One of the basic requirements in farming is water. We know we have a good source in the farm but the challenge is how to bring it up. The free-flowing spring near the river is about 45 meters below and for it to be useful we have to pump it up to our farm. We considered the conventional option of using diesel and electric-driven pumps but we figured that it will costly in the long run. It was good that we stumbled upon an article sometime back about a pump that uses no fuel. I reposted that article here: “Trailblazing Pump Brings Relief to Farming Community”.
The ram pump is really an old technology. “A hydraulic ram, or hydram, is a cyclic water pump powered by hydropower. It functions as a hydraulic transformer that takes in water at one “hydraulic head” (pressure) and flow-rate, and outputs water at a higher hydraulic-head and lower flow-rate. The device uses the water hammer effect to develop pressure that allows a portion of the input water that powers the pump to be lifted to a point higher than where the water originally started. The hydraulic ram is sometimes used in remote areas, where there is both a source of low-head hydropower, and a need for pumping water to a destination higher in elevation than the source. In this situation, the ram is often useful, since it requires no outside source of power other than the kinetic energy of water”. The definition is quite technical but the device is quite simple.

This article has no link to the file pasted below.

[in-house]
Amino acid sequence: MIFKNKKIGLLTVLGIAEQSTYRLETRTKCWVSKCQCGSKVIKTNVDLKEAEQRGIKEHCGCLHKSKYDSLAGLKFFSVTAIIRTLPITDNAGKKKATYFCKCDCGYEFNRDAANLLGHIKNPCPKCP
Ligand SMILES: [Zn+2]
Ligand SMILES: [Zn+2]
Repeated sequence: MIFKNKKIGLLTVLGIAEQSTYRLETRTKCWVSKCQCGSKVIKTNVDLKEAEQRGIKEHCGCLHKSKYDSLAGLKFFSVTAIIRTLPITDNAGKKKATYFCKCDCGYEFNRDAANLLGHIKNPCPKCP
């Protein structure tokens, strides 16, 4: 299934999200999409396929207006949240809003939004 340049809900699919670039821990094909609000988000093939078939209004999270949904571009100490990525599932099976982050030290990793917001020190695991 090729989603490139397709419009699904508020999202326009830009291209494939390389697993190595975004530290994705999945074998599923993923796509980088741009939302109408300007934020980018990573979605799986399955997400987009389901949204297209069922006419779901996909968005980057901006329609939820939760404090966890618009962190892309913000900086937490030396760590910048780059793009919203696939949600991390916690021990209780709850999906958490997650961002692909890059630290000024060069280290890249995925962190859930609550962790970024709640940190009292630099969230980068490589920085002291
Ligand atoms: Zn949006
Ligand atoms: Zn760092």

The Alternative Indigenous Development Foundation, Inc. (AIDFI) which is based in Bacolod, Negros Occidental has perfected their own version of this simple yet very effective pump. Some communities both here in the Philippines and abroad are in fact now benefiting from the technology. This earned for the Foundation a BBC World Challenge Award in 2010 and a Ramon Magsaysay Award in 2011.
I contacted them to express our interest of installing one in our PinoyEcoFarm. We even went to their office and fabrication shop in Bacolod. Among the other technologies that they have there are the biogas digester, oil distiller, various pumps, micro turbine generators and a lot more. We were fortunate to see their pump installation in a remote barangay in the the town of Murcia, Negros Occidental. The place was difficult to reach because of the very rough roads going to the site but we nonetheless persisted. The accommodating AIDFI technician (Felix) guided us to the site which likewise required a downhill trek that tested our physical endurance. It was amazing to see the ram pump actually working and delivering water about 80 meters up.
After our visit, we immediately arranged for a survey to be done so we can install the pump in our farm. They sent their technical man (Orlan) to visit our farm and get all the details needed for the installation including the water flow rate of the spring, head (drop), elevation and others. We recently received the technical plan but we are still studying our options and hopefully execute it soon.